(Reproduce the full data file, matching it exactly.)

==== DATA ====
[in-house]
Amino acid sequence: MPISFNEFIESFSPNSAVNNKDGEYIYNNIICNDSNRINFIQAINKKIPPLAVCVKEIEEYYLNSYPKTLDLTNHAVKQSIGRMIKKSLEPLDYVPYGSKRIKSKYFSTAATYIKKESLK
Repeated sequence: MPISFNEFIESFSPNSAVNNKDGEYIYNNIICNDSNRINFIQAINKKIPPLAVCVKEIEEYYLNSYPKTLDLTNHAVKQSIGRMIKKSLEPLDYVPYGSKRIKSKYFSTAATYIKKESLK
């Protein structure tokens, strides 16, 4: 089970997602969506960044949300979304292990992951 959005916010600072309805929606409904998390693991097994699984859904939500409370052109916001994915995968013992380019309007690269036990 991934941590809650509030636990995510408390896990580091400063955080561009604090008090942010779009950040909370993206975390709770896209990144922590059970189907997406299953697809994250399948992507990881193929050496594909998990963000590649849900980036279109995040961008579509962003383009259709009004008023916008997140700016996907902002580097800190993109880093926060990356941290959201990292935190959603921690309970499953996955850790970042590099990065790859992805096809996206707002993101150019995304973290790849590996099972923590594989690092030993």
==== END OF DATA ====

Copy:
[in-house]
Amino acid sequence: MPISFNEFIESFSPNSAVNNKDGEYIYNNIICNDSNRINFIQAINKKIPPLAVCVKEIEEYYLNSYPKTLDLTNHAVKQSIGRMIKKSLEPLDYVPYGSKRIKSKYFSTAATYIKKESLK
Repeated sequence: MPISFNEFIESFSPNSAVNNKDGEYIYNNIICNDSNRINFIQAINKKIPPLAVCVKEIEEYYLNSYPKTLDLTNHAVKQSIGRMIKKSLEPLDYVPYGSKRIKSKYFSTAATYIKKESLK
């Protein structure tokens, strides 16, 4: 089970997602969506960044949300979304292990992951 959005916010600072309805929606409904998390693991097994699984859904939500409370052109916001994915995968013992380019309007690269036990 991934941590809650509030636990995510408390896990580091400063955080561009604090008090942010779009950040909370993206975390709770896209990144922590059970189907997406299953697809994250399948992507990881193929050496594909998990963000590649849900980036279109995040961008579509962003383009259709009004008023916008997140700016996907902002580097800190993109880093926060990356941290959201990292935190959603921690309970499953996955850790970042590099990065790859992805096809996206707002993101150019995304973290790849590996099972923590594989690092030993």